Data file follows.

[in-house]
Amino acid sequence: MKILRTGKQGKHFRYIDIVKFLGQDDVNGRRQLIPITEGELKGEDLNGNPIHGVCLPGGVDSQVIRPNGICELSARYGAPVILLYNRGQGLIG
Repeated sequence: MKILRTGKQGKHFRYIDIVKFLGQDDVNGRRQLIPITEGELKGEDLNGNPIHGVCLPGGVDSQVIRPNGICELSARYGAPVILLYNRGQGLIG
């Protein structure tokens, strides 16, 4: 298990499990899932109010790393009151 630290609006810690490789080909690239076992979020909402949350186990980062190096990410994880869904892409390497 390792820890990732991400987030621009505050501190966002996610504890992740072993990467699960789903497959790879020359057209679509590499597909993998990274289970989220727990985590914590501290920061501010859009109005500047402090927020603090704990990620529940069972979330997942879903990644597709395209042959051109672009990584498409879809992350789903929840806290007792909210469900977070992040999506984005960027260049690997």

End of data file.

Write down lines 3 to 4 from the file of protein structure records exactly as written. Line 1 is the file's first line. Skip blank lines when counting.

Repeated sequence: MKILRTGKQGKHFRYIDIVKFLGQDDVNGRRQLIPITEGELKGEDLNGNPIHGVCLPGGVDSQVIRPNGICELSARYGAPVILLYNRGQGLIG
């Protein structure tokens, strides 16, 4: 298990499990899932109010790393009151 630290609006810690490789080909690239076992979020909402949350186990980062190096990410994880869904892409390497 390792820890990732991400987030621009505050501190966002996610504890992740072993990467699960789903497959790879020359057209679509590499597909993998990274289970989220727990985590914590501290920061501010859009109005500047402090927020603090704990990620529940069972979330997942879903990644597709395209042959051109672009990584498409879809992350789903929840806290007792909210469900977070992040999506984005960027260049690997």